County rules bed-sore death a homicide

Bizarre case began 9 years ago, but suspect in killing died in 1994

May 28, 1999|By Dail Willis | Dail Willis,SUN STAFF

Baltimore County chalked up the year's fifth homicide yesterday, closing a 9-year-old case with as many twists and turns as an Agatha Christie mystery.

Winston Lee Jr., a 48-year-old quadriplegic living in a Florida nursing home, died in January of this year as a result of injuries he received in a fight in Randallstown in 1990. Nine years, two deaths, two sets of state laws and three investigations later, he's an official homicide -- but no charges will be brought in the case.

"That is so strange," said Lee's niece, Deane Miles, of Park Heights. "Now, after all these years, who do you accuse? Who's to blame?"

The answer appears to be "no one."

The man with whom her uncle fought nine years ago is dead, too -- Dennis Eugene Stockett died in 1994 of an AIDS-related illness, said his mother, Marguerite Streat. But police and prosecutors yesterday said that even if Stockett were still living, the "year-and-a-day" law would have prevented charging him.

"In Maryland until 1996, if you were assaulted, you had to die within a year and a day from that injury or there could be no prosecution," said S. Ann Brobst, Baltimore County prosecutor.

The law was eliminated in 1996, but the change was not retroactive, Brobst said.

The oddities in Lee's case stretch back almost a decade.

In 1990, his niece said, Lee was already disabled because of a spinal injury; then one night, the family got a call that Lee was in Maryland Shock Trauma Center after getting into a fight with Stockett while they were drinking.

The family rushed to the hospital, and found Lee comatose and unable to move his arms and legs. "He was two steps away from death," Miles recalled.

He survived another nine years, but the fight, which police say Lee started by hitting Stockett with his cane, paralyzed him permanently. He moved first into a nursing home in Sykesville, then into his own house, Miles said.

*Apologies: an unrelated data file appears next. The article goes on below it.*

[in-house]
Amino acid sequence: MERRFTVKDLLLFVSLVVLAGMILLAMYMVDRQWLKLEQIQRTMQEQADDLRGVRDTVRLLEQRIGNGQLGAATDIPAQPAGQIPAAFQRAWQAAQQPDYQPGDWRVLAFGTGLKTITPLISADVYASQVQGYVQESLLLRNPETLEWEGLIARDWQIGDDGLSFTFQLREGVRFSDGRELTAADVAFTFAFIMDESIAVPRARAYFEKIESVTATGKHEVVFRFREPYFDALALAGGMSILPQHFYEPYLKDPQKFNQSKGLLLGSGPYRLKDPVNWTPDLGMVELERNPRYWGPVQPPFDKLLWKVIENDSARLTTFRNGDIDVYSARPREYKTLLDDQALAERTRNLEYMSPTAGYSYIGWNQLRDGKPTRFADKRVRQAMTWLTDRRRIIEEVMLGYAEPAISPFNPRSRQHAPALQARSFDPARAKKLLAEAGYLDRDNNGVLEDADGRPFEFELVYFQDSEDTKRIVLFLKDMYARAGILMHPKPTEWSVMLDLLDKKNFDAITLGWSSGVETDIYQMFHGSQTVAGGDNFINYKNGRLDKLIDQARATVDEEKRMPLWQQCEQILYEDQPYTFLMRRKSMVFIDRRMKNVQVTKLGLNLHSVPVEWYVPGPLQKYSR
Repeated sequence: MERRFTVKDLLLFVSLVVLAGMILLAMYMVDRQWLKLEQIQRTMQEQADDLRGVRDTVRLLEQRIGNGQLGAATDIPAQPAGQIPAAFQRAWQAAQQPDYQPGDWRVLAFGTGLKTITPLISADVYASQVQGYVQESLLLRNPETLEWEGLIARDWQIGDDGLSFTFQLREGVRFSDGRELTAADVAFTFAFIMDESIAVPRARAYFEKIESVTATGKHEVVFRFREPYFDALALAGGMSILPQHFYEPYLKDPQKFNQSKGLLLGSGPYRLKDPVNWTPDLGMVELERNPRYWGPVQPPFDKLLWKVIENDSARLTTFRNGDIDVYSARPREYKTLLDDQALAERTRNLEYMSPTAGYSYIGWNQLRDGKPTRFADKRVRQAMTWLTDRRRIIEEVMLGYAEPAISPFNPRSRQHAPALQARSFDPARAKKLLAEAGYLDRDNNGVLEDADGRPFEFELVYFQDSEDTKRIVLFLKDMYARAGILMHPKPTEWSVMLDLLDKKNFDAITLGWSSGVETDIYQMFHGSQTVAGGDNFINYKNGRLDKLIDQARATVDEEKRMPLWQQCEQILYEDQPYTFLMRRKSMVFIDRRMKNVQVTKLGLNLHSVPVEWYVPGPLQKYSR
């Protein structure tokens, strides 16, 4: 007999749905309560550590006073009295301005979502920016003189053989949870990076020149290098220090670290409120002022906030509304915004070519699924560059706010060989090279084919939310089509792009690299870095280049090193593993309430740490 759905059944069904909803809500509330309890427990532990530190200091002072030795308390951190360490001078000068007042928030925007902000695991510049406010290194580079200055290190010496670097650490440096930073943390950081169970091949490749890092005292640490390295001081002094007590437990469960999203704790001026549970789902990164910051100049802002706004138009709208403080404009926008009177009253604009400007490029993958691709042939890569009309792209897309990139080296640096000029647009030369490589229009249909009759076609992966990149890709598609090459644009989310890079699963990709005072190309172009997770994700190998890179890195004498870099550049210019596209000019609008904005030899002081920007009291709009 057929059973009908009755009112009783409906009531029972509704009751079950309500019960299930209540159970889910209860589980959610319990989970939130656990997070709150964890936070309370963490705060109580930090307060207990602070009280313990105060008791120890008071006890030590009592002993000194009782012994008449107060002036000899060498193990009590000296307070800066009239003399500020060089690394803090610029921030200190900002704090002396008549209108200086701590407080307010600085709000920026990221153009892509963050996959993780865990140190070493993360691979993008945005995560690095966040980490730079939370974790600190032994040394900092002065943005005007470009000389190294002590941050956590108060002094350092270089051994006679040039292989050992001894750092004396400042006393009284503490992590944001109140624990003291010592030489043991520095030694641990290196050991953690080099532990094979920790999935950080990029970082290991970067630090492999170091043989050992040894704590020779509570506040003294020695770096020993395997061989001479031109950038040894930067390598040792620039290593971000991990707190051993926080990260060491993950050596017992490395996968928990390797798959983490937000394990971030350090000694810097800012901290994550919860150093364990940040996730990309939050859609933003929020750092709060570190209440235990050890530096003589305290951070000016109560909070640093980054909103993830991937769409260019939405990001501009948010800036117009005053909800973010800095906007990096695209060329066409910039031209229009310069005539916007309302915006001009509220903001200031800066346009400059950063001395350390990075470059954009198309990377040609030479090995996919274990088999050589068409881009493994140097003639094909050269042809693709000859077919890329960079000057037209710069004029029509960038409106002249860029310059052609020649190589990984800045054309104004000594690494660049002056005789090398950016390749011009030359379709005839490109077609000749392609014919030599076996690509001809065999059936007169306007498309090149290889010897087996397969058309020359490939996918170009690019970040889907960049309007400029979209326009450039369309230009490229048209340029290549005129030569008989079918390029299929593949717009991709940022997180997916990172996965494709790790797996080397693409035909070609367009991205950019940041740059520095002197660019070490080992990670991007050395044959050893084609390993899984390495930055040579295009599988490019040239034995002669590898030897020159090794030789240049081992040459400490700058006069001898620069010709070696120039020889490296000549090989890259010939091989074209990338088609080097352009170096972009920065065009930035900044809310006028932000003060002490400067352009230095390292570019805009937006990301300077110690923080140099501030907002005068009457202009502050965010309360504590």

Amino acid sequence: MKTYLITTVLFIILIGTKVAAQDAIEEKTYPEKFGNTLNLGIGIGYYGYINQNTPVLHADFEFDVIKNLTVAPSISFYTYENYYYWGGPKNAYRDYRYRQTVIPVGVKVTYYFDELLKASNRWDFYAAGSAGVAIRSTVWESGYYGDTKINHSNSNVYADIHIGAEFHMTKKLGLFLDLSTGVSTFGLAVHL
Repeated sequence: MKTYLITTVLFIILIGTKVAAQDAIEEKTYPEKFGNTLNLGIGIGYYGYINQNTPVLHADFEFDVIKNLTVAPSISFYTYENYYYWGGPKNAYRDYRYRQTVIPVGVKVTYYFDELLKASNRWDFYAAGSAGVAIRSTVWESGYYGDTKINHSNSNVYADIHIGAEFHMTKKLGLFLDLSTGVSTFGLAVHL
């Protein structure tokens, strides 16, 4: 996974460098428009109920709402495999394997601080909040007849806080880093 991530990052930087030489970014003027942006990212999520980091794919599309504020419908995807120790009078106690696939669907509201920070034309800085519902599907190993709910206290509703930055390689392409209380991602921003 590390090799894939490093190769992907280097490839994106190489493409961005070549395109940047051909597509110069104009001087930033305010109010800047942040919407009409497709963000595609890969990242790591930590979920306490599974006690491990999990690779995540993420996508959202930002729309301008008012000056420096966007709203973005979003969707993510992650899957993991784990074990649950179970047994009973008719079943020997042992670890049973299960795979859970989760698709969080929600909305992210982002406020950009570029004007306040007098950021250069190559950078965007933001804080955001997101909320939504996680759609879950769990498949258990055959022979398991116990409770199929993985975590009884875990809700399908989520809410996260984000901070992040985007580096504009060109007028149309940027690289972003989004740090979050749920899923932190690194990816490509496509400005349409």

The burden of caring for him proved too much for his wife, who left him, Miles said. Lee went back to a nursing home, but the family felt he was too young to be surrounded by so many elderly patients. So one of Lee's five sisters, Shirley Myrick of Palm Beach, Fla., had him moved to a rehab center there, where he died in January of this year.

His death was first attributed to infection from bed sores and listed as "natural causes." That finding was reversed, however, by a second investigation begun when the family requested that the body be cremated.

"In Florida, anybody that is going to be cremated must first have approval from the medical examiner," said Bill Pellan, an investigator with the Palm Beach medical examiner's office. "Cremation is so final -- so physically final."

A bureaucratic slip-up, however, led to Lee's cremation being approved before Pellan had finished his investigation. But Pellan persisted, interviewing police and family and learning of the fight that left Lee a quadriplegic.

The quadriplegism, he concluded, caused the fatal bedsores. He classified the death as a homicide and notified Baltimore County which was unable to prosecute because of the "year and a day law."

"It's kind of a sad story," Pellan said yesterday.

The survivors of Lee and Stockett agreed.

"What I can't understand is -- this is considered a homicide? Then while he was in the hospital, shouldn't that be considered attempted murder?" said Miles, Lee's niece.

Police said the circumstances of the fight did not meet the requirement for filing an attempted murder charge.

The classification of the case as a homicide still bothers the two families involved.

"When two people have an altercation, you can't say who's who and what's what," said Streat, Stockett's mother. "There ain't nobody left to prosecute. When you say homicide, it sounds weird."

Sun staff researcher Jean Packard contributed to this article.

Pub Date: 5/28/99

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